Laura-Anne Minkoff-Zern, associate professor of food studies in Falk College, was interviewed for the Syracuse.com story “Why aren’t NY farm workers in the Covid-19 vaccine line?” Minkoff-Zern, an expert on the intersections of food and social justice, comments on the…
Jewish environmentalism to be addressed at next B.G. Rudolph Lecture April 1
Jewish environmentalism is the topic of the next B.G. Rudolph Lecture at Syracuse University. Hava Tirosh-Samuelson, director of Jewish studies at Arizona State University, will address “Judaism and Environmentalism: Are They Compatible?” on Sunday, April 1, at 3 p.m. at the Winnick Hillel Center for Jewish Life (102 Walnut Place). The lecture is free and open to the public. For more information, call the Judaic Studies Program in SU’s College of Arts and Sciences at (315) 443-5671.
The lecture is followed by a reception and author book singing, with music provided by the SU Klezmer Ensemble, directed by Ken Frieden, clarinetist and the B.G. Rudolph Professor of Judaic Studies. The entire afternoon is organized and presented by the Judaic Studies Program in SU’s College of Arts and Sciences.
“Professor Samuelson is one of the most distinguished scholars in her field,” says Harvey Teres, director of the Judaic Studies Program and professor of English. “Not only is she known for the depth and range of her work, but she is also known for her enthusiasm and dynamic lectures. This subject is of great importance to her and to us.”
Judaism has a long tradition of respect for nature and non-human life. Examples abound in the Talmud, which includes rabbinic discussions of atmospheric, water, and noise pollution; and in the Torah, which encourages the creation of green belts near cities; prohibits the grafting of diverse seeds and cross-breeding of animals; and extolls the virtues of “Shemita,” the seventh year of rest for the environment.
For her SU presentation, Samuelson will likely draw on her rich background in Judaism and ecology, bioethics, and religion and science. “She is an interdisciplinary scholar whose work builds bridges between intellectual disciplines, religious traditions, religious and secular outlooks, and gendered perspectives,” adds Teres. “She is especially committed to understanding the complementary relationship between science and religion, from an historical perspective.”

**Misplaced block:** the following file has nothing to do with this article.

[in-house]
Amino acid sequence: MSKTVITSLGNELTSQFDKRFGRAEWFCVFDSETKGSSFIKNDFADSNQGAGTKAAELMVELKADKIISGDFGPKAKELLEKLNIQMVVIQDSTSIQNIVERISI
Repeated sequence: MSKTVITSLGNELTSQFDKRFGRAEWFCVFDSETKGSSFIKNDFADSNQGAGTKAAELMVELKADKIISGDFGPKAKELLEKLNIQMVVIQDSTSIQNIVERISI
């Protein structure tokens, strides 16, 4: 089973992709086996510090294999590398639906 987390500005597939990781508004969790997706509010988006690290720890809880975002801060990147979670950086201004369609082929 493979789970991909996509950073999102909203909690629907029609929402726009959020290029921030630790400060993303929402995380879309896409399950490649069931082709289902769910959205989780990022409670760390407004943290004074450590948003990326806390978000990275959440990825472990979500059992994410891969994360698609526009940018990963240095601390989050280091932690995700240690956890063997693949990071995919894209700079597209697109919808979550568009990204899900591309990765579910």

At Arizona State, Samuelson is also the Irving and Miriam Lowe Professor of Modern Judaism and professor of history. In addition to religion and science, much of her work focuses on philosophy and mysticism in pre-modern Judaism, the interaction among Judaism, Christianity, and Islam in the Middle Ages; and feminist philosophy. She has previously served on the faculties of Indiana, Emory, and Columbia universities; and of Hebrew Union College-Jewish Institute of Religion.
The author of numerous article and book chapters, Samuelson has written “Between Worlds: The Life and Work of Rabbi David ben Judah Messer Leon” (SUNY Press, 1991), which Hebrew University named that year’s best book on Jewish history, and “Happiness in Pre-Modern Judaism: Virtue, Knowledge, and Well-Being” (Hebrew Union College Press, 2003). Samuelson has served as editor of more than a half dozen scholarly journals, including the Library of Living Jewish Philosophers (Brill Academic Publishers, forthcoming), which she founded.
Upcoming Judaic studies events include final installments of the “Great Jewish Writers” lecture series. Erella Brown, assistant professor of languages, literatures and linguistics, will discuss Nobel Prize-winning novelist Shmuel Yosef Agnon on Monday, April 23, at 7:15 p.m. at the Shaarei Torah Orthodox Congregation of Syracuse (4313 East Genesee St., DeWitt). She is followed by Miriam Elman, associate professor of political science, who will speak about Israeli author/activist David Grossman on Wednesday, April 25, at 7 p.m. at the Jewish Community Center of Syracuse (5655 Thompson Rd., DeWitt). Both events are free and open to the public, and are co-sponsored by Judaic studies and the Jewish Federation of Central New York.